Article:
|Masters of disasters|
|Friday, 26 June 2009 14:53|
From crash landings on rivers to rivers crashing down landings, we’ve witnessed a torrent of potential PR disasters over the last couple of years: But when it comes to being prepared for crisis communication, which companies have remained watertight? Jon Barker took the plunge
Monty Python may have ridiculed him in rhyme, but when Henry Kissinger said: “There cannot be a crisis next week – my schedule is already full”, was he actually being remarkably prescient? In some of the following examples of successful crisis management we find similar wit, audacity and frankness, despite the enormous potential for catastrophe.
In this month’s Trial by Jury, we asked UK media relations and communication agencies to pick their leading recent examples. Here are the top five crisis communications, as chosen by those in the know.
On the evening of Friday 23 February 2007, a Virgin train travelling from London to Glasgow derailed and
Branson had cut short a family holiday to attend the scene of the accident and visit the hospitals treating the injured. He hailed the train driver as a hero and also praised the design and robustness of the train, saying that an older train would have resulted in “horrendous” injuries and mortalities.
“Communication with the media from all parties at the crash site was swift, efficient and accurate with Virgin chairman Richard Branson and John Armitt, CEO of Network Rail, both briefed and available for interview,” says Jeremy Kent, director of PR agency The Brand Counsel. “As the investigation continued, Armitt was the central spokesperson for Network Rail and gave an honest, full and up-to-date disclosure at
But Branson’s was a high-risk strategy: he’d speculated about the cause of the crash, spoken over the agreed lines of media PR with Network Rail and other stakeholders, and had made a hero out of one of his own people ahead of the emergency services involved.
However, on Monday 26 February, Network Rail announced that the suspected set of points were in fact the cause of the accident. It also confirmed that there was no evidence that the train was a contributing factor. Branson’s words had been backed up by the facts.
During a PR conference, The Independent editor-in-chief Simon Kellner described Branson’s handling of the crisis as ‘genius PR’. He added that ‘Branson took the story away from being an institutional and public disaster and made it one about the heroism of the train driver.’
Branson turned a potentially reputation-damaging incident into an example of best practice crisis communications.
British Airways crash-landing at London Heathrow
Branson demonstrated that leaders can emerge from crises with their reputations enhanced. And in crisis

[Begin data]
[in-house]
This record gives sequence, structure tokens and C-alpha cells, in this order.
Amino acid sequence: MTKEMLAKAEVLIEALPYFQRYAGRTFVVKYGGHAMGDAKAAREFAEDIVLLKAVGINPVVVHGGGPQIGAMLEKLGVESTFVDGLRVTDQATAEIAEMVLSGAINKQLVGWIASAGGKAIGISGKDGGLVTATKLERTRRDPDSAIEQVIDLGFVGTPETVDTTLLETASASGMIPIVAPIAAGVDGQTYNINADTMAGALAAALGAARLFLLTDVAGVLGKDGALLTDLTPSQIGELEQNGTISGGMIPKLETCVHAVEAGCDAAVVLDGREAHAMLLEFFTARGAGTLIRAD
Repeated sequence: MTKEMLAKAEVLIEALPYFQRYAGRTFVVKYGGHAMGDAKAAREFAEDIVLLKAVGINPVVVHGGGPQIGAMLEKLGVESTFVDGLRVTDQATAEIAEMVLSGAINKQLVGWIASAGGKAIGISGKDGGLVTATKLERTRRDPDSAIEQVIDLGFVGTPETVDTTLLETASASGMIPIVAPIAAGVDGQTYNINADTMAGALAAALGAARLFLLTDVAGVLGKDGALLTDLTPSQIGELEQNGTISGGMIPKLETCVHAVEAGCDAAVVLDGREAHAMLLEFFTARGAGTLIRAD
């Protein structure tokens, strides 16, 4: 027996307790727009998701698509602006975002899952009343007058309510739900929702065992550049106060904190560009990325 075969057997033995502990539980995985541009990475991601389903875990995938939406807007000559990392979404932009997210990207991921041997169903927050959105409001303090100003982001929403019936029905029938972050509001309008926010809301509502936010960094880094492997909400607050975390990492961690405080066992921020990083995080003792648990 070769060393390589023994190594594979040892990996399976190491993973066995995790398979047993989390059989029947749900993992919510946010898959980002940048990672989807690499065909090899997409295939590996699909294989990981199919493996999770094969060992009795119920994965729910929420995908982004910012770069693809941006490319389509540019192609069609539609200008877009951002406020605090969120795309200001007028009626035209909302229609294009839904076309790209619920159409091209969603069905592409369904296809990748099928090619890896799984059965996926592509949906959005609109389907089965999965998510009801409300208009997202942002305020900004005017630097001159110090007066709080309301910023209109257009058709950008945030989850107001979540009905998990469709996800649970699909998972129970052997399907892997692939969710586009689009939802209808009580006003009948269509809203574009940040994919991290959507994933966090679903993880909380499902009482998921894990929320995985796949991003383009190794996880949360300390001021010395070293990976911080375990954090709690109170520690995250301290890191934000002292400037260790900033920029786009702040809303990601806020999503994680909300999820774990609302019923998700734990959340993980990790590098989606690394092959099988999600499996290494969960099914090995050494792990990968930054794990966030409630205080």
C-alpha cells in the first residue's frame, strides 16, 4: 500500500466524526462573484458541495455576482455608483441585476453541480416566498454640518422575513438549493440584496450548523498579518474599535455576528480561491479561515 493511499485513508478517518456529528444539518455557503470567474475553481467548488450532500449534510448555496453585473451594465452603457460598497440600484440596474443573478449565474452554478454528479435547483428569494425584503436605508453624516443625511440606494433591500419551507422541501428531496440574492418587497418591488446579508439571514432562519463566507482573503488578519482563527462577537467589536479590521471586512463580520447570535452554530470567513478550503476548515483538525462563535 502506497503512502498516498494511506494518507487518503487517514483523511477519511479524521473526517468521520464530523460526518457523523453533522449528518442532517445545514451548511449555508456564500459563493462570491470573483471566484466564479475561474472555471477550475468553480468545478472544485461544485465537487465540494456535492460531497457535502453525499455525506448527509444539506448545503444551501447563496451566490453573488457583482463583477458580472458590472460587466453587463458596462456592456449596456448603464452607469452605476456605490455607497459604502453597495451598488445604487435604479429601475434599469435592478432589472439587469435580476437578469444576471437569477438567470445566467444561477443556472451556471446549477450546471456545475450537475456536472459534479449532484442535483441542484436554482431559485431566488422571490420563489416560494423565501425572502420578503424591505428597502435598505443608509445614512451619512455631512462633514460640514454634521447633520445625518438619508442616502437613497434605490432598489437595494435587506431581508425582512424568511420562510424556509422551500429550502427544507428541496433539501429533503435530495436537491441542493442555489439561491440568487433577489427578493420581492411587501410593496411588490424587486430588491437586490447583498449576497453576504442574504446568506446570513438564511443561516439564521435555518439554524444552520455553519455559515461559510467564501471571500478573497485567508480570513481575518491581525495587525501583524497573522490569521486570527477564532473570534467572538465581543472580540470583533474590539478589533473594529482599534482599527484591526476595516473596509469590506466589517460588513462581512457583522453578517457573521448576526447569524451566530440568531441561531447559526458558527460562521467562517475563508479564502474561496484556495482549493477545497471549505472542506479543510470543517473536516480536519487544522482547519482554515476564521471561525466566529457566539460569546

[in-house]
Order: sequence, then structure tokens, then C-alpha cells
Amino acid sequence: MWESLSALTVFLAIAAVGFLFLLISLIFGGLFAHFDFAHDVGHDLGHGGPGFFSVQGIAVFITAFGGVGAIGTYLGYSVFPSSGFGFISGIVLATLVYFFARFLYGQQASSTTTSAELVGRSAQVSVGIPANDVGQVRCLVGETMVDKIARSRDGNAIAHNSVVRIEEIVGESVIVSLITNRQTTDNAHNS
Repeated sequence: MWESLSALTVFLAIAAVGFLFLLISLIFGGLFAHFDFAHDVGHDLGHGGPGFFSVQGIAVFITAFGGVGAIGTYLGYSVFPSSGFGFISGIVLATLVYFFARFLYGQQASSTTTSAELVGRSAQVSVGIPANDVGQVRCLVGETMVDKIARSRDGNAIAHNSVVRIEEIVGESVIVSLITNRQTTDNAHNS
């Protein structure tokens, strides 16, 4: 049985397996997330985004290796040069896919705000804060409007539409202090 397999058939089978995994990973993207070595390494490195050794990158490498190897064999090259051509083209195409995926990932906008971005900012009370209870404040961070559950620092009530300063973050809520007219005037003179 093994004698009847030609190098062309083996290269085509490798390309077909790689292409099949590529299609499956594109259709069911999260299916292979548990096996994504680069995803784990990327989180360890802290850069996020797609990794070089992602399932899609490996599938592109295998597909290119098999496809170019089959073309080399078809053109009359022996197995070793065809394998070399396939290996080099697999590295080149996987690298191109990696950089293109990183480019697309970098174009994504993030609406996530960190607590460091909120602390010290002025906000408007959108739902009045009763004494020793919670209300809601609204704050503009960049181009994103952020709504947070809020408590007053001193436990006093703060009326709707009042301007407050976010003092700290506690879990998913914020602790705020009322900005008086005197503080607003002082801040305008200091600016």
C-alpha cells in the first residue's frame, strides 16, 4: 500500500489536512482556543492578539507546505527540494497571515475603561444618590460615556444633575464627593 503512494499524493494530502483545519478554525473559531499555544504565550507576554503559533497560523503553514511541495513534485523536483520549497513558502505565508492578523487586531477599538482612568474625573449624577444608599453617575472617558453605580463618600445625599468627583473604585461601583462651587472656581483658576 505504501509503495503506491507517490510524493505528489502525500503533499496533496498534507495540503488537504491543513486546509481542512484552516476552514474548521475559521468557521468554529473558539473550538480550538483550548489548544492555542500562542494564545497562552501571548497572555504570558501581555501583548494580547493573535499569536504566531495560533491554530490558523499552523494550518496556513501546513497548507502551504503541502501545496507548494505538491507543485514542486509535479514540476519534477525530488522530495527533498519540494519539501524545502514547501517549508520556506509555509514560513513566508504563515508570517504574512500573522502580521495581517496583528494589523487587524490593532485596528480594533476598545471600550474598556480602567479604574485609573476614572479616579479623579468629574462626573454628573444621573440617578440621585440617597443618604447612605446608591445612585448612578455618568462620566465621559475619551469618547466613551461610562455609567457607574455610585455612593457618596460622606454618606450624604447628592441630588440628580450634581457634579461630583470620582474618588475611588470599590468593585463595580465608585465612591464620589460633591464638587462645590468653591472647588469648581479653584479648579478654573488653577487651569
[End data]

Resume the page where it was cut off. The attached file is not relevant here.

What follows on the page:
management, there is more pressure than ever before on leaders.
None more so that the pilot of British Airways flight BA038, which came so close to crashing catastrophically. Captain Peter Burkill and his crew were something of a godsend for the BA media team: televised press conferences were accompanied by cheering and applause and every word of Captain Burkill was perfectly weighted to convey an image of a captain whose team had simply done a duty for which it was trained.
Naturally, the press seized on a hero named Coward - the co-pilot who glided the plane to its terrifyingly bumpy but safe halt – but no sense ofindividual glory was communicated from BA, only a quiet and understated team pride along with proper apologies to the miraculously few who had been injured.
And while a crash or near-miss will rarely bolster public confidence in an airline, BA’s communication team was able, within hours, to parade a cast of true Brit heroes. The briefing that told the press how the crew had celebrated their heroics “with a curry”, while further human interest interviews continued to direct a favourable news agenda that concentrated on the human skill that saved lives rather than on the mechanical failures that could have cost so many.
Both aviation and communication disasters were averted. Indeed, the skilled presentation of BA’s band of heroes could even have prompted increased passenger confidence and numbers.
“There are a few recent examples from the travel industry demonstrating that companies going through a crisis can not only keep their reputation intact, but have their staff turned into heroes,” says Andrew Griffin, MD of Regester Larkin Limited.
“British Airways got it right here. Fortunately, no one died, but it could have been a reputation damaging incident. However, they came through it, making the pilot a hero and almost manifesting the BA brand of solidness and reliability.”
Area manager Craig McGarvey volunteered to lead on media interviews and dedicated his time to interviews as priority while a communications programme for key stakeholders was set up so our area managers were assigned to speak to each via telephone providing updates for their specific area.
Based on recommendations from the summer floods of 2007, proactive updates on the flood situation were sent to key journalists and filming opportunities were identified for them out on the ground, which meant the Agency could manage the situation, and pull media to one location, where they could ensure a spokesperson was available for interviews.
Having a face of the crisis helped the audience identify with the Environment Agency, especially as McGarvey appeared on several interviews on the BBC, over a few days. Indeed, McGarvey handled a total of 16 proactive media interviews for radio and television over the period (13 of which in were elivered within 48 hours).